You never know when something small that you do for others is going to expand into something big. That was true for Chris Kennedy, a golfer from Florida. In 2014, a friend nominated him to do the Ice Bucket Challenge for the charity of his choice. Kennedy passed along the challenge to his wife’s cousin Jeanette Senercia because the two liked to tease and challenge one another. Kennedy chose ALS as his charity because Jeanette’s husband suffered from the disease. Jeanette accepted the challenge, posted the video on her Facebook page, and nominated others.

That was a small start of something big. In today’s digital world we talk about things going viral. The term viral was coined because ideas and initiatives can spread quickly the way germs do. Almost anything that starts out as a single idea, a bold statement, a YouTube video, or a creative or memorable photo can gain vast popularity and quickly spread through word of mouth via the Internet.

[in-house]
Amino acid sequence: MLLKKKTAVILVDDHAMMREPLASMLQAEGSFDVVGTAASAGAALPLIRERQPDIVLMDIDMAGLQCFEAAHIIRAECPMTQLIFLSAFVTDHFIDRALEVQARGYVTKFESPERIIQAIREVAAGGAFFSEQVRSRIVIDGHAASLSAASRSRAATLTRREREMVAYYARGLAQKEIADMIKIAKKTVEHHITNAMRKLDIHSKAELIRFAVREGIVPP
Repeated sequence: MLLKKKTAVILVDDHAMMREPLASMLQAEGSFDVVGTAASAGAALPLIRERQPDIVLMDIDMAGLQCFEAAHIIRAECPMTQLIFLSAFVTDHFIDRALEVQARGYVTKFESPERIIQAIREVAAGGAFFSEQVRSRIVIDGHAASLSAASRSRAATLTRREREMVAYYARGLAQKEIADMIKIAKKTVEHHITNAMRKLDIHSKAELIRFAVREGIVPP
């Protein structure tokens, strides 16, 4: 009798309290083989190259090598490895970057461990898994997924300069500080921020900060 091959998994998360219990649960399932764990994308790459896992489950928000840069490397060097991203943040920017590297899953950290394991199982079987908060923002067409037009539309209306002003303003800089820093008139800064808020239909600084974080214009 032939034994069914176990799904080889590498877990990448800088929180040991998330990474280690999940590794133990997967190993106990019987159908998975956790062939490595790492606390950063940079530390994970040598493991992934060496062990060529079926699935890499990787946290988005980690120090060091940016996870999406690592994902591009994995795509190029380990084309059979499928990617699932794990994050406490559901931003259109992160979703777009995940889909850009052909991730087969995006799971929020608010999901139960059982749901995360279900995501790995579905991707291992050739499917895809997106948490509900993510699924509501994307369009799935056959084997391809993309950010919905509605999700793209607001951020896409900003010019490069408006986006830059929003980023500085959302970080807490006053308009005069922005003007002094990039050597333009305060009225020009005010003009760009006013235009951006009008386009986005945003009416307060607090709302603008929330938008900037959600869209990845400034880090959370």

The Ice Bucket Challenge soon went viral. If you somehow missed out on it, the idea was to either donate to the ALS Association or record a video of yourself being doused with ice water, and then challenge three other people to donate or get doused.

This turned out to be a brilliant idea to raise money for an important cause—to help fight a disease that many people otherwise might not have known about and would not have donated to see cured. I participated in the challenge. Sure, I was aware of the disease, but it wasn’t a charity I normally gave to. I was nominated by colleagues to take the challenge, and I was happy to participate.